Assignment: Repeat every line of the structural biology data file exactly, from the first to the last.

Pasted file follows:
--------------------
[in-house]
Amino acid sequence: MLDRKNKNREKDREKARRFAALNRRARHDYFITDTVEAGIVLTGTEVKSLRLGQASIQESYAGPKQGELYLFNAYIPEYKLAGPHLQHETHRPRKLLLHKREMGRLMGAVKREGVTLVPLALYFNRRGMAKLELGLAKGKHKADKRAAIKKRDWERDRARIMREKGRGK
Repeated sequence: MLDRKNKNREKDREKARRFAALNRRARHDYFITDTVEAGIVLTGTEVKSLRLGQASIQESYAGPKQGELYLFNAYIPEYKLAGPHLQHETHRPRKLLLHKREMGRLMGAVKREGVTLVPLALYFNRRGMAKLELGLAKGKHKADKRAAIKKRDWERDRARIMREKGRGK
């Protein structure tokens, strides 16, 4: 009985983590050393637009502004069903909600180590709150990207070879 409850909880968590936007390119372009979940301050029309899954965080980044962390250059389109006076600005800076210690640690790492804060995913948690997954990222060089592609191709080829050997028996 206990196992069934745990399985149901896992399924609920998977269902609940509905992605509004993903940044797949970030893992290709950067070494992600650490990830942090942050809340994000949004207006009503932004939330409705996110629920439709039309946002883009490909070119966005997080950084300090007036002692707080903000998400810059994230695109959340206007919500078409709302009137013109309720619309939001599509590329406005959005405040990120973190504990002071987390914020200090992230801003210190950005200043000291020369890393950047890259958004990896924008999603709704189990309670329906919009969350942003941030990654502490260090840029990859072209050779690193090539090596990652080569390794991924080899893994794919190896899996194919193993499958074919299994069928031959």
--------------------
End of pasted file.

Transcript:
[in-house]
Amino acid sequence: MLDRKNKNREKDREKARRFAALNRRARHDYFITDTVEAGIVLTGTEVKSLRLGQASIQESYAGPKQGELYLFNAYIPEYKLAGPHLQHETHRPRKLLLHKREMGRLMGAVKREGVTLVPLALYFNRRGMAKLELGLAKGKHKADKRAAIKKRDWERDRARIMREKGRGK
Repeated sequence: MLDRKNKNREKDREKARRFAALNRRARHDYFITDTVEAGIVLTGTEVKSLRLGQASIQESYAGPKQGELYLFNAYIPEYKLAGPHLQHETHRPRKLLLHKREMGRLMGAVKREGVTLVPLALYFNRRGMAKLELGLAKGKHKADKRAAIKKRDWERDRARIMREKGRGK
């Protein structure tokens, strides 16, 4: 009985983590050393637009502004069903909600180590709150990207070879 409850909880968590936007390119372009979940301050029309899954965080980044962390250059389109006076600005800076210690640690790492804060995913948690997954990222060089592609191709080829050997028996 206990196992069934745990399985149901896992399924609920998977269902609940509905992605509004993903940044797949970030893992290709950067070494992600650490990830942090942050809340994000949004207006009503932004939330409705996110629920439709039309946002883009490909070119966005997080950084300090007036002692707080903000998400810059994230695109959340206007919500078409709302009137013109309720619309939001599509590329406005959005405040990120973190504990002071987390914020200090992230801003210190950005200043000291020369890393950047890259958004990896924008999603709704189990309670329906919009969350942003941030990654502490260090840029990859072209050779690193090539090596990652080569390794991924080899893994794919190896899996194919193993499958074919299994069928031959």